Robert Sternberg, the present-day guru of intelligence, writes that the major factor in whether people achieve expertise “is not some fixed prior ability, but purposeful engagement.”
This is a widely known theory of mind and psychology within the education circuit in Southern California and probably other areas of the world. It made sense for me to finally read the entire book rather than limit myself to the knowledge provided by excerpts of Carol Dweck’s Mindset: The New Psychology of Success. A key piece of advice that my mentors have given me over the years: review the sources too and follow up on reading what they have to say on the subject matter. Researchers build up subject matter knowledge this same exact way, and it is a common strategy in many fields.
Howard Gardner, in his book Extraordinary Minds, concluded that exceptional individuals have ” a special talent for identifying their own strengths and weaknesses.”
In contrast, students with the growth mindset continued to show the same high level of interest even when they found the work very challenging.
Mindset has a lot of great quotes that I can cherry-pick to use as a teaching strategy. So, what is it? What is the theory itself? Simply put, learning happens when students engage material with an open mindset. The book explains the criteria for an open mindset or growth mindset. Key factors include: consistent effort over a long period of time, renewal of effort despite challenges and difficulties, willingness to explore options not attempted in previous efforts, willingness to take advise from others and carry out that advice. Not surprisingly, Carol Dweck also mentions here and there how learners with a growth mindset also speak differently; this creates a nice bridge between this book and Valorie Burton’s Successful Women Speak Differently.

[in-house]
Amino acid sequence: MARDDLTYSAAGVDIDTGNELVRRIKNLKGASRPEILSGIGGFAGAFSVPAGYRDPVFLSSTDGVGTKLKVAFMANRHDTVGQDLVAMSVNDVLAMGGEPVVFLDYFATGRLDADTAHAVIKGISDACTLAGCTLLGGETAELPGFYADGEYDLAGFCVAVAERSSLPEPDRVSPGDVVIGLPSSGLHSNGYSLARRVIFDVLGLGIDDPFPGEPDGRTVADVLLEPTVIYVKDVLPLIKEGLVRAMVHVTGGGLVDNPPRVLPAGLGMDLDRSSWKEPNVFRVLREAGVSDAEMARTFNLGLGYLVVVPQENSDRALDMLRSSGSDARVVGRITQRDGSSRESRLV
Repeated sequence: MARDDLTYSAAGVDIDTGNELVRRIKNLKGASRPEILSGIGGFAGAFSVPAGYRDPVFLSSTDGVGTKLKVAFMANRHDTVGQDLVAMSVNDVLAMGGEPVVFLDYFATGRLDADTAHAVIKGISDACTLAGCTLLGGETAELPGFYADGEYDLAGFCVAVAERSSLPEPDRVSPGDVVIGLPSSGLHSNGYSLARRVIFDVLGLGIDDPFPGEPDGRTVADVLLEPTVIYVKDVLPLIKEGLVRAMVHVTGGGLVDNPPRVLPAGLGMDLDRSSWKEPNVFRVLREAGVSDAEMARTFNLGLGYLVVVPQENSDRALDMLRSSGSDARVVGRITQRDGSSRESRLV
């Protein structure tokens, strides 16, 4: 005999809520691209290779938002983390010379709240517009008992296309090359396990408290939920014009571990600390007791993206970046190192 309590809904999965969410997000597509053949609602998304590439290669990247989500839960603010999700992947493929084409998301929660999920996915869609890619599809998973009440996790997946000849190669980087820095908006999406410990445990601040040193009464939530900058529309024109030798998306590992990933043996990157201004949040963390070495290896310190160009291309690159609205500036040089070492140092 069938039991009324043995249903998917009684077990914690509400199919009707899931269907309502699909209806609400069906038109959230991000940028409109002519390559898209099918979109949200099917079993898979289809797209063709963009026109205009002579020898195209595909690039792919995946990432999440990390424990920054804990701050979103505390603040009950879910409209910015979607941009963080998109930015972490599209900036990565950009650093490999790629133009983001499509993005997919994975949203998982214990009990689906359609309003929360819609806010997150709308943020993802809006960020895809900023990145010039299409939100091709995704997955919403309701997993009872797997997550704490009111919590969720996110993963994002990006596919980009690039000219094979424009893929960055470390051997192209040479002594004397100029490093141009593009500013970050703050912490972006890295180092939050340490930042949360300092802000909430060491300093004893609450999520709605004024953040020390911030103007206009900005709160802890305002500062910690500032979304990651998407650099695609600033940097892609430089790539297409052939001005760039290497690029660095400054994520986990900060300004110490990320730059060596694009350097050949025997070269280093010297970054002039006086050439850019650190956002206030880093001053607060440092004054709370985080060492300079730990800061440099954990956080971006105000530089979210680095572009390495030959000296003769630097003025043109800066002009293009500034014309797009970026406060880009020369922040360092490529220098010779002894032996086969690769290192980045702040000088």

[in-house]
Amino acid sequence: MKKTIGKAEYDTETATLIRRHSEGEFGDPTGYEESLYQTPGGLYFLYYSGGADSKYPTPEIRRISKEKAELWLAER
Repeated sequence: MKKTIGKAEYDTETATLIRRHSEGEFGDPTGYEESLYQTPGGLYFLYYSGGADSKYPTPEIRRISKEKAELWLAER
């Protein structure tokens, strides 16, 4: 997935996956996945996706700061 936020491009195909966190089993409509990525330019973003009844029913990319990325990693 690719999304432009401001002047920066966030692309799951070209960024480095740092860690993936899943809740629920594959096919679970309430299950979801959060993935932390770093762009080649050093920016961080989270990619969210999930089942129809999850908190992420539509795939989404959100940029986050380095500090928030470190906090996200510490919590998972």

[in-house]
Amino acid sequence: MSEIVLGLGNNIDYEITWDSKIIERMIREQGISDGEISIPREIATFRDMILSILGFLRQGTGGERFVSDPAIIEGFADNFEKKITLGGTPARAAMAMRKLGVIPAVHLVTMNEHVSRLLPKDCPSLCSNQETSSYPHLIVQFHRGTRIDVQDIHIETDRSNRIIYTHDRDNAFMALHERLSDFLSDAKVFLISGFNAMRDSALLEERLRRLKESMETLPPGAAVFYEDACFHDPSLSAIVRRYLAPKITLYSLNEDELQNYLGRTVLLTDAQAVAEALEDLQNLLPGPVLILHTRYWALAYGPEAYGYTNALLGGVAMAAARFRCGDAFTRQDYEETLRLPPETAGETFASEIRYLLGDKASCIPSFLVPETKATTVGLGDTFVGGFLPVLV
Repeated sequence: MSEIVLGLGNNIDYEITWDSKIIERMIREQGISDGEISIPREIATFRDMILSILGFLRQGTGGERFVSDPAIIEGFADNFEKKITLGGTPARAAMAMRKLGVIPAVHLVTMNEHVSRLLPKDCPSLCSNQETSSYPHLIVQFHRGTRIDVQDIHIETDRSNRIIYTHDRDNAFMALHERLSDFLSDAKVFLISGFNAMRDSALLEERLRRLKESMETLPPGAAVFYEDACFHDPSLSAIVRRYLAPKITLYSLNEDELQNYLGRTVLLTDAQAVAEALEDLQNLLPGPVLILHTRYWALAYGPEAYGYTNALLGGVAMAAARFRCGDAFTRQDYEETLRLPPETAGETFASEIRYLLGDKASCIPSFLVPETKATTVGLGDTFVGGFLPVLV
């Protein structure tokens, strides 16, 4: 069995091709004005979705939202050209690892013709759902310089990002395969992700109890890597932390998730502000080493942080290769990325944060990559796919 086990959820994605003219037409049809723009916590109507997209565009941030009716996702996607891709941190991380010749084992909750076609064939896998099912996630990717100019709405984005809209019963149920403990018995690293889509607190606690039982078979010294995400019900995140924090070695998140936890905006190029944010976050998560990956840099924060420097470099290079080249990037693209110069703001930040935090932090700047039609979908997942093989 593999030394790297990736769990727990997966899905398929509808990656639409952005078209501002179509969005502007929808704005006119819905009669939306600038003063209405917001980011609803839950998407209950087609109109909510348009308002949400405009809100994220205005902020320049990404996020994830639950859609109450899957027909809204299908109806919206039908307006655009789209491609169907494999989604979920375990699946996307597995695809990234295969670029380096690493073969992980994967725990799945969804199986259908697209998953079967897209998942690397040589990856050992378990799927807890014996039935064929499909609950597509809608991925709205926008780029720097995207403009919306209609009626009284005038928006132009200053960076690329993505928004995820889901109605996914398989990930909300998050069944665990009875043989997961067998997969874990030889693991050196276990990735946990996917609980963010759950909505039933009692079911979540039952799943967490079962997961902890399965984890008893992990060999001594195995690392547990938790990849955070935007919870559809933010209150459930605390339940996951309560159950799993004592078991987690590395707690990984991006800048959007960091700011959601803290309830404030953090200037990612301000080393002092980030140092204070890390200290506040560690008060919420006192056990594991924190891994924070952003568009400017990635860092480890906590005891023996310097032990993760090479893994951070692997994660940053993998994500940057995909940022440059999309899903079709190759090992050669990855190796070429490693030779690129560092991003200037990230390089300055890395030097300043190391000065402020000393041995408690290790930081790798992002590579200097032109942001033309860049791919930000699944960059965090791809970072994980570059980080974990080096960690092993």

Yet, it’s been clear to me for a long time that different students handle depression in dramatically different ways. Some let everything slide. Others, though feeling wretched, hang on. They drag themselves to class, keep up with their work, and take care of themselves – so that when they feel better, their lives are intact.
What I found particularly interesting about this book was Carol Dweck’s inclusion of the subject of depression and it’s connection to success. The statistics on childhood depression vary depending on the source, but one fact is certain: they are way too high for comfort. Having experience my own first depressive episodes as early as middle school, I can certainly see the point Dweck tries to make regarding the invisible connection between depression and academic success. The growth mindset group keeps it together while the other group does not. As an instructor, I have been tempted many times to “go easy” on my students because they struggle with x, y, or z. A part of me has always felt that I do them a disservice when I lower my standards. What are educators really trying to say when they hold students to a bare minimum standard?Hey, listen kid, I know this is really the best you can do, so I won’t expect better from you. To me, this always felt like the teacher is trying to take the easy way out rather than giving the students a much needed mental break.
Many educators think that lowering their standards will give students success experiences, boost their self-esteem, and raise their achievement. It comes from the same philosophy as the overpraising of students’ intelligence. Well, it doesn’t work. Lowering standards just leads to poorly educated students who feel entitled to easy work and lavish praise.
Dweck PhD, Carol. Mindset: The New Psychology of Success, Penguin Random House, 2016. Accessed on CloudLibrary 2022.
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